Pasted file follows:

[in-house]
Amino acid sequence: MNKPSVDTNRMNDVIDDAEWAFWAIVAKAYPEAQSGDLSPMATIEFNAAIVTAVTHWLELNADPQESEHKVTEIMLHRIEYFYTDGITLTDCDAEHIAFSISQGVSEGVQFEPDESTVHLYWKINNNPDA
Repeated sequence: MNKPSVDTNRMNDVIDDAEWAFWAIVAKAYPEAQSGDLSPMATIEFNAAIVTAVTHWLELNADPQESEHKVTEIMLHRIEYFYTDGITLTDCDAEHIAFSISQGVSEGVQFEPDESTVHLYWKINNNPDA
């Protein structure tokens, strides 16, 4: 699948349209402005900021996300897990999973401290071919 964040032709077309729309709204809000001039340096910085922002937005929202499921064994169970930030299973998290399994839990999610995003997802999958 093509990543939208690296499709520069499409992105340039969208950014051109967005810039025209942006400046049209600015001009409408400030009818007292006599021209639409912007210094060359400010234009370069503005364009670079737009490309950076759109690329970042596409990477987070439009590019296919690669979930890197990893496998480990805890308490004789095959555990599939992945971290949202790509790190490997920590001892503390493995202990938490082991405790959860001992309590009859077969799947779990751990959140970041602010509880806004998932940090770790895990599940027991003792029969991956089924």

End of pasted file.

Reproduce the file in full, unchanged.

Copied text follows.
[in-house]
Amino acid sequence: MNKPSVDTNRMNDVIDDAEWAFWAIVAKAYPEAQSGDLSPMATIEFNAAIVTAVTHWLELNADPQESEHKVTEIMLHRIEYFYTDGITLTDCDAEHIAFSISQGVSEGVQFEPDESTVHLYWKINNNPDA
Repeated sequence: MNKPSVDTNRMNDVIDDAEWAFWAIVAKAYPEAQSGDLSPMATIEFNAAIVTAVTHWLELNADPQESEHKVTEIMLHRIEYFYTDGITLTDCDAEHIAFSISQGVSEGVQFEPDESTVHLYWKINNNPDA
């Protein structure tokens, strides 16, 4: 699948349209402005900021996300897990999973401290071919 964040032709077309729309709204809000001039340096910085922002937005929202499921064994169970930030299973998290399994839990999610995003997802999958 093509990543939208690296499709520069499409992105340039969208950014051109967005810039025209942006400046049209600015001009409408400030009818007292006599021209639409912007210094060359400010234009370069503005364009670079737009490309950076759109690329970042596409990477987070439009590019296919690669979930890197990893496998480990805890308490004789095959555990599939992945971290949202790509790190490997920590001892503390493995202990938490082991405790959860001992309590009859077969799947779990751990959140970041602010509880806004998932940090770790895990599940027991003792029969991956089924």